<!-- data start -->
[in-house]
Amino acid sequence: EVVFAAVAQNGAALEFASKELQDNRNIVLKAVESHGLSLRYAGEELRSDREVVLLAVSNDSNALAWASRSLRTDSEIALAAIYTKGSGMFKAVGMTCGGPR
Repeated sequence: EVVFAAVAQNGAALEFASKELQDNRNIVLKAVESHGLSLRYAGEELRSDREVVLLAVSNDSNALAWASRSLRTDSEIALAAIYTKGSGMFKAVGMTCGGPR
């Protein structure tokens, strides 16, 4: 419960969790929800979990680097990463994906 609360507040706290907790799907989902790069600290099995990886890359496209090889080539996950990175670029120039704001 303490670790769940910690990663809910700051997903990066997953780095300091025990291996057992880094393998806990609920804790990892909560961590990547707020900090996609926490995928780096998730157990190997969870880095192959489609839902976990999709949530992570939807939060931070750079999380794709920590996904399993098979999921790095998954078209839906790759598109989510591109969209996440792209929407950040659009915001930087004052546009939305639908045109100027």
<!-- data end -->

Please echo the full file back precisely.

[in-house]
Amino acid sequence: EVVFAAVAQNGAALEFASKELQDNRNIVLKAVESHGLSLRYAGEELRSDREVVLLAVSNDSNALAWASRSLRTDSEIALAAIYTKGSGMFKAVGMTCGGPR
Repeated sequence: EVVFAAVAQNGAALEFASKELQDNRNIVLKAVESHGLSLRYAGEELRSDREVVLLAVSNDSNALAWASRSLRTDSEIALAAIYTKGSGMFKAVGMTCGGPR
């Protein structure tokens, strides 16, 4: 419960969790929800979990680097990463994906 609360507040706290907790799907989902790069600290099995990886890359496209090889080539996950990175670029120039704001 303490670790769940910690990663809910700051997903990066997953780095300091025990291996057992880094393998806990609920804790990892909560961590990547707020900090996609926490995928780096998730157990190997969870880095192959489609839902976990999709949530992570939807939060931070750079999380794709920590996904399993098979999921790095998954078209839906790759598109989510591109969209996440792209929407950040659009915001930087004052546009939305639908045109100027």